I’m a restless man.
This found it’s way to our house.
Snuck outside to take some photos on May 1st. Our land has a plethora of “wild” flowering trees including crabapples and dogwoods. Seeds blown in from suburbia found fertile soil and have grown into a beautiful blanket of spring flowering trees. This year isn’t the most spectacular bloom, but it’s still an impressive site no less. Having all of this wild beauty makes me feel like I’ve snuck one over on the world; cheated someone out of something. Who in their right mind would willfully have sold us such a beautiful spot, and not kept it for themselves.
Their loss, my gain.
Last week on Monday we got the email informing us that our package of honey bees had arrived. The thing with a honey bee package is, you basically have to drop everything and go pick them up, and drop them into their hive. So despite a busy life, work, sick kid schedule, we went out and picked up our new fuzzy friends that afternoon.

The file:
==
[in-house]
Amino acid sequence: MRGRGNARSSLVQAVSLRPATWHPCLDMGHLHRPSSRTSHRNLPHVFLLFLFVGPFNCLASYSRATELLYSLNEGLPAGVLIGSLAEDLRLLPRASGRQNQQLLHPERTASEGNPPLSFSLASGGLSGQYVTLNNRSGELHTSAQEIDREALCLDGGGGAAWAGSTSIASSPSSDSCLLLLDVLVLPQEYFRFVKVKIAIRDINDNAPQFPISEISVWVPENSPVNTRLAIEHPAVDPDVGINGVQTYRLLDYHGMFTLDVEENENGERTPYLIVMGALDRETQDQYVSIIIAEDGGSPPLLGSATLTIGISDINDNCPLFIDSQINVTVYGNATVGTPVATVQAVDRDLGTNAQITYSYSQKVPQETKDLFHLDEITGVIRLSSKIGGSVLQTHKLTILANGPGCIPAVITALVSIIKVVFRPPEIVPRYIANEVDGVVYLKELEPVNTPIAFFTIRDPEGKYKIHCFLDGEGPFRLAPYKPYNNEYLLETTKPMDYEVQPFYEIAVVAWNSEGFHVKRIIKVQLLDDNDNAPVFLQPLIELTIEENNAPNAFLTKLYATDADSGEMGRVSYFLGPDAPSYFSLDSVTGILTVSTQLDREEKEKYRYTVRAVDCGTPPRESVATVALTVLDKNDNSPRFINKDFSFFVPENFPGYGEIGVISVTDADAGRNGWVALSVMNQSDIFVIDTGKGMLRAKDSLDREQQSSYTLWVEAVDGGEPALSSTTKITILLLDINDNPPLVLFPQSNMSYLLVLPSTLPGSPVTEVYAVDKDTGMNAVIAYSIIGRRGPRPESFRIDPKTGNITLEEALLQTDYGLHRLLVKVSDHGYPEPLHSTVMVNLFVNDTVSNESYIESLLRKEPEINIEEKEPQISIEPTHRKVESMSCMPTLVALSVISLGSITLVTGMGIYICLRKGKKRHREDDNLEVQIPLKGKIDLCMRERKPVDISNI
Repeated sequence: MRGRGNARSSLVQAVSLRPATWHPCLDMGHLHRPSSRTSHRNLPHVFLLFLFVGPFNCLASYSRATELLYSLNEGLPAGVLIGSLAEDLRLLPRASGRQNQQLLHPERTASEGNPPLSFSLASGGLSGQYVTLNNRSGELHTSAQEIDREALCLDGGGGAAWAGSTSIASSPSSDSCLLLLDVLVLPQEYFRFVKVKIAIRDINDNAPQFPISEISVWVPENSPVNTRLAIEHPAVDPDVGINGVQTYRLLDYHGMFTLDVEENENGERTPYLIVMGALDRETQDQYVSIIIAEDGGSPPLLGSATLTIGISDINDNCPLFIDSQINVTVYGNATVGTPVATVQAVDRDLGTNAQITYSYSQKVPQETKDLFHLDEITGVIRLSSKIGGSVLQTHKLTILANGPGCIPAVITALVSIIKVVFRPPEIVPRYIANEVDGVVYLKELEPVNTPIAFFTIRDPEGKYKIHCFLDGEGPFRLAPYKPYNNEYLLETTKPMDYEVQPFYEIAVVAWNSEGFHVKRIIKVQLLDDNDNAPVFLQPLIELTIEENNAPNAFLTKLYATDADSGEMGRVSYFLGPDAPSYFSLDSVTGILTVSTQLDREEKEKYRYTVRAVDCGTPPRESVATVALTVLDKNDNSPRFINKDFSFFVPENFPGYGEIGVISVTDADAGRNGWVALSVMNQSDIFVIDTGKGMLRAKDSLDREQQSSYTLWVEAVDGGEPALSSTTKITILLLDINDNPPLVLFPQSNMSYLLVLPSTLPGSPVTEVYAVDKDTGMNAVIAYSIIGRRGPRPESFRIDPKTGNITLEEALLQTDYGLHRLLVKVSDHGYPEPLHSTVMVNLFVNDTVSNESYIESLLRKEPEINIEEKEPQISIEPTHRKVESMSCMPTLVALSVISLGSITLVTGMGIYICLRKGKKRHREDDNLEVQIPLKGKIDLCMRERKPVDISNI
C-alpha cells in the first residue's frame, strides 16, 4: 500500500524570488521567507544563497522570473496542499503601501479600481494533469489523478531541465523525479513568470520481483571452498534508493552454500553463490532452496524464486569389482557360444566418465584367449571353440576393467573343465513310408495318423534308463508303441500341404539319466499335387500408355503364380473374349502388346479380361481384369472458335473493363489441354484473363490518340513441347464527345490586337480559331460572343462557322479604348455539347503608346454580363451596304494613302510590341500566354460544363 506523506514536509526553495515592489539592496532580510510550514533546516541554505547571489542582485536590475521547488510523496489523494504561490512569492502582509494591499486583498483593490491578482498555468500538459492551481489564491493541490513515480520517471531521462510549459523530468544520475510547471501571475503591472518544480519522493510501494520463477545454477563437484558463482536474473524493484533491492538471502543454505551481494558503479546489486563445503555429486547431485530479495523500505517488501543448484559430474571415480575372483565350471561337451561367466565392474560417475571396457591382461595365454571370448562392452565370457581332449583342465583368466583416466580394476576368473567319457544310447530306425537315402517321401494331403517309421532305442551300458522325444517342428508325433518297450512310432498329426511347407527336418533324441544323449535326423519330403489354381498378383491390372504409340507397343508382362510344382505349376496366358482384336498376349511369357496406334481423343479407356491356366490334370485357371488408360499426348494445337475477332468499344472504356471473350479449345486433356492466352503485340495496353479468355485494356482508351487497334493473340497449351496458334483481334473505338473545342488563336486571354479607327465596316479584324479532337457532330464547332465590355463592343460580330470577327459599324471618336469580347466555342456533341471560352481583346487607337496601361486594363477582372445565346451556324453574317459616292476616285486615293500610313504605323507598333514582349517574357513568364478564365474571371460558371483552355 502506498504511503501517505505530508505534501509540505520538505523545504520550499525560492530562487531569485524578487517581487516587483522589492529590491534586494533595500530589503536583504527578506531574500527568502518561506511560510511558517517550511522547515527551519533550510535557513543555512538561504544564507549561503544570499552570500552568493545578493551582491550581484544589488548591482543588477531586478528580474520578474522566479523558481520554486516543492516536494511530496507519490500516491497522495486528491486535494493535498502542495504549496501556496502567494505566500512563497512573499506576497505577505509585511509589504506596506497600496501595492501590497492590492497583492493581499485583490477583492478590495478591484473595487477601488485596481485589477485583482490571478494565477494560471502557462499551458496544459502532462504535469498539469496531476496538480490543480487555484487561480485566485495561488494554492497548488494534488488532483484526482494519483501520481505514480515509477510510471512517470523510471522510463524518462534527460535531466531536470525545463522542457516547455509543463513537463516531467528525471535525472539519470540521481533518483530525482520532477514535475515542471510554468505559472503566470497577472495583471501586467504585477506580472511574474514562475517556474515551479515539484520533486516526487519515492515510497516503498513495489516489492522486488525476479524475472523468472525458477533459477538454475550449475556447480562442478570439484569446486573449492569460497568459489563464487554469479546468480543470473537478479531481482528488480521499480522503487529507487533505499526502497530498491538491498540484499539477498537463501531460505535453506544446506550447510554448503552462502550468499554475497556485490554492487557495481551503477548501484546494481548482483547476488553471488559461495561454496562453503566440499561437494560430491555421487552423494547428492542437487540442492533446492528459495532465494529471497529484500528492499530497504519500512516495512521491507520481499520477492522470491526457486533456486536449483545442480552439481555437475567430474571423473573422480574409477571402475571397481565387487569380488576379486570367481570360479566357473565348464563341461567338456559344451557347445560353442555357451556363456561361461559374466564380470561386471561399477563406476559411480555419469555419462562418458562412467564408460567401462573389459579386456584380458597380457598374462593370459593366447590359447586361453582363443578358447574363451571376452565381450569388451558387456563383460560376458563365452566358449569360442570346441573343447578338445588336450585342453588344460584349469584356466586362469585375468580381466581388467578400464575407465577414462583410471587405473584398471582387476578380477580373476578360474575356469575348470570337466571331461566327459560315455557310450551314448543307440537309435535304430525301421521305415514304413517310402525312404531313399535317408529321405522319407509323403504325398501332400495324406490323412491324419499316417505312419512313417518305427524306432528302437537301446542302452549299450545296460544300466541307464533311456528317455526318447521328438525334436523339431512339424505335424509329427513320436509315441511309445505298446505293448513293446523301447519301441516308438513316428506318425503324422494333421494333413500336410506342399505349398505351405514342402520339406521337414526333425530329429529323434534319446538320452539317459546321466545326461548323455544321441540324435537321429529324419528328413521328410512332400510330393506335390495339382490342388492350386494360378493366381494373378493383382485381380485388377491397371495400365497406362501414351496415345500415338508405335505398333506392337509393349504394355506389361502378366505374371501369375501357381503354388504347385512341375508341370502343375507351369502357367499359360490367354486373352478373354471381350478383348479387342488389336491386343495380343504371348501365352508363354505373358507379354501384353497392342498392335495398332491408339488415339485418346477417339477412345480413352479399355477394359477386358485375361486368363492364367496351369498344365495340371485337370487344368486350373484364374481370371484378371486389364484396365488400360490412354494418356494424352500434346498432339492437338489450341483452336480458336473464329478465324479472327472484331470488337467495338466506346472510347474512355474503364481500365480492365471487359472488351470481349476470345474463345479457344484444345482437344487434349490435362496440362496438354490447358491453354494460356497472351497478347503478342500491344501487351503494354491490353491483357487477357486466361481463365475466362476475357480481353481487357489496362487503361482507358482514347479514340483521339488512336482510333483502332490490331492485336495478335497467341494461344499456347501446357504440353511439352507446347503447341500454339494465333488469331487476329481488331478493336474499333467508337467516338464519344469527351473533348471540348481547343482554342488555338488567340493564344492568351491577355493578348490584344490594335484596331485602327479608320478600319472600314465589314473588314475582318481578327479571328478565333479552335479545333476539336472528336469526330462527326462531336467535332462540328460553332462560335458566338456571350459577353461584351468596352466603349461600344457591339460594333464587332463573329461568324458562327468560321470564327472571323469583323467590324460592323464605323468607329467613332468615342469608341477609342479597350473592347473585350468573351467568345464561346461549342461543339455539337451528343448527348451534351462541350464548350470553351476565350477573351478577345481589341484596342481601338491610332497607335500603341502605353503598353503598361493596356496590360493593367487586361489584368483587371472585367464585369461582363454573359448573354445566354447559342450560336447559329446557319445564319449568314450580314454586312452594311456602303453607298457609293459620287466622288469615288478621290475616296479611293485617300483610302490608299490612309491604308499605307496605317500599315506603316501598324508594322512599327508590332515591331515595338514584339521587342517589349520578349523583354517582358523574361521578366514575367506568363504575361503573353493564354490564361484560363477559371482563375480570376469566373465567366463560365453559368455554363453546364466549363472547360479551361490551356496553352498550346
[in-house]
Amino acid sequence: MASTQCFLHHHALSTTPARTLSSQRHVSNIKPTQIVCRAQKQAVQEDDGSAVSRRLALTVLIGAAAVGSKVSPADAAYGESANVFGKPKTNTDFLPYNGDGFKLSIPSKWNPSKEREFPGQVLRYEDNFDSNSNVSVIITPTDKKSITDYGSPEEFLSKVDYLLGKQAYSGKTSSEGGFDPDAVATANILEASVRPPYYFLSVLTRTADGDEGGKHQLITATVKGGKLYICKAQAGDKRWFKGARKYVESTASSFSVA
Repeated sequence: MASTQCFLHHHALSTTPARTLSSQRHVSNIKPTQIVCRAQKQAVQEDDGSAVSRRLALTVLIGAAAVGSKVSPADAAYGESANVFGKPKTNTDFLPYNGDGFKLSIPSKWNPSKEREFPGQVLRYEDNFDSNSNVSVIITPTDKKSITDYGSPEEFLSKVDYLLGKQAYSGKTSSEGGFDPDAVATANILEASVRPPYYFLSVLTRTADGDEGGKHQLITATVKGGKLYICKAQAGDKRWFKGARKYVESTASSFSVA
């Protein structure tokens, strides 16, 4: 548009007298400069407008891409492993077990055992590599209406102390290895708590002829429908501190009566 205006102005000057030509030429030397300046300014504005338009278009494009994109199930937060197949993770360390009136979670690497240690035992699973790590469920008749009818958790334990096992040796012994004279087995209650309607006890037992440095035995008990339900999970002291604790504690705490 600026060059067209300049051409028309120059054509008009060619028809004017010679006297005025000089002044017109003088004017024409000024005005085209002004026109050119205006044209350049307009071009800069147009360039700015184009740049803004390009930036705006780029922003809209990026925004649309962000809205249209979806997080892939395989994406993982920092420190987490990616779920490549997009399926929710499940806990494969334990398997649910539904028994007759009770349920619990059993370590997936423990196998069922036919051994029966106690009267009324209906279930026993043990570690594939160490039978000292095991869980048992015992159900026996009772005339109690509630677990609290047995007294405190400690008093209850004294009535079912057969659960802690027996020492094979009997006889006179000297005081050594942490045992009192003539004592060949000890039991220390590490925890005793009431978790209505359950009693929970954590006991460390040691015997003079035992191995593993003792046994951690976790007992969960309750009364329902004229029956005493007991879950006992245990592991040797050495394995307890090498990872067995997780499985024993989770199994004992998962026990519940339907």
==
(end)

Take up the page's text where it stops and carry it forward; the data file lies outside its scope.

We had two friends stop out to watch us dump our new bees in to hive No. 3. It was fun to share the experience with newbies (new-bees?). Everyone suited up in protective gear and we had an uneventful dumping of the bees.
The type of bees we got this year is Italian; which is the type that we’ve always gotten. That being said, we wonder if our hive No. 1 bees are a different kind. They, the hive number one bees, are very dark and very aggressive…and very productive and prolific. The new Italian hive number three bees are very light and docile. We swear they must be two different types of bees. Carniolan is the other type of bee available from our supplier but those are supposed to be docile too, just like the Italian ones. Who knows. Regardless we learn the temperament of our bees and act accordingly.
We checked yesterday and confirmed that hive No. 3’s queen did get out of her cell and the bees had started making comb. Both hives are getting sugar water, though hive No. 1 doesn’t really need it. We’ll stop supplying that hive this week. All the crab apples in our yard are in full bloom as well as ground flowers and tree pollen. There is plenty of food for our bees as we go into May.
Here are photos from “bee day” 2016.